An archaeologist from the University of Southampton, who discovered remains of a prehistoric elephant in Kent, has discovered that early humans hunted and slaughtered the creatures.
Dr Francis Wenban-Smith, along with Oxford Archaeology, excavated the site where the remains were found.
As well as the remains, flint tools were also found.
Dr Weban-Smith said, "Although there is no direct evidence of how this particular animal met its end, the discovery of flint tools close to the carcass confirm butchery for its meat, probably for at least four individuals."
The pre-historic elephant was twice the size of today's African variety and up to four times the weight of a family car.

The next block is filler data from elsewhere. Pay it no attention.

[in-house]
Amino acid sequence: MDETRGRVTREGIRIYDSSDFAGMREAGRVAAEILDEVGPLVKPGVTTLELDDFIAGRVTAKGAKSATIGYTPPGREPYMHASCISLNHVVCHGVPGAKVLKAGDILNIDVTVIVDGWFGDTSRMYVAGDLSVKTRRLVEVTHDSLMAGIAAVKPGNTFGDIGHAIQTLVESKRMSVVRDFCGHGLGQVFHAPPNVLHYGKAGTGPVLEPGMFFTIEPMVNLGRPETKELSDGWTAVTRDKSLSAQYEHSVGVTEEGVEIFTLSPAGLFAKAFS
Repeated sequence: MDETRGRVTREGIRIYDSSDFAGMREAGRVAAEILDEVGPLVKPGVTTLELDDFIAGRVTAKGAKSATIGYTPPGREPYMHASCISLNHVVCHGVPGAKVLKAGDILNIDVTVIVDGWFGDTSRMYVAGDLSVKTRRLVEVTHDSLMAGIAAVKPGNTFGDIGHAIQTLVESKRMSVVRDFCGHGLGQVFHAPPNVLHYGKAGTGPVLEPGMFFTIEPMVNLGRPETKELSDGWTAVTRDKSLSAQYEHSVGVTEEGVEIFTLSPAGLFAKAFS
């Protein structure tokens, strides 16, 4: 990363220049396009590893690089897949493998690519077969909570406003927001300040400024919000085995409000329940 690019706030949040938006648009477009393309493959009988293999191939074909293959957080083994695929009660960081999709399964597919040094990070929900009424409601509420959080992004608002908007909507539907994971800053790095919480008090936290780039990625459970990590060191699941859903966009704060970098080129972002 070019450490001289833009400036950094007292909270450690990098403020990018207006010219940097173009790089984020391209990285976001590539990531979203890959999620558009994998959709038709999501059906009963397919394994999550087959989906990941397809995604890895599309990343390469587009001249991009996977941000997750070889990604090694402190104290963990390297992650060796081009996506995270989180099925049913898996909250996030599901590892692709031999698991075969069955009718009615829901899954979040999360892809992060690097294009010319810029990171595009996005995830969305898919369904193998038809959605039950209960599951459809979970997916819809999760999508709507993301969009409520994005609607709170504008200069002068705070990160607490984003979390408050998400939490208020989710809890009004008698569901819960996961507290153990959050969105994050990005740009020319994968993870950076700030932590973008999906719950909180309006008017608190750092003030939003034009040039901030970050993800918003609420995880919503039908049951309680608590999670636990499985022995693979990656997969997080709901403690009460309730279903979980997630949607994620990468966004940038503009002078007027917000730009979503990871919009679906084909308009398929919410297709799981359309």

Francis continued, "Although it seemed incredible that they would have killed such an animal, it must have been possible with wooden spears."
Over three hundred prehistoric clay figurines have been discovered by archaeologists from the University of Southampton.
They were found at a dig site in Greece. It is one of the biggest Neolithic discoveries of its kind in south-eastern Europe.
Archaeologists from the University have already made discoveries elsewhere.
They worked at Portus, an ancient port in Italy, where they discovered a large building used for ship building. That work was carried out alongside the British School of Rome.
Measuring around 150 metres by 60 metres it would have had at least eight bays, 12 meters tall, used for the building and repair of ships in the early second century. It is the only building of its kind discovered anywhere in the world.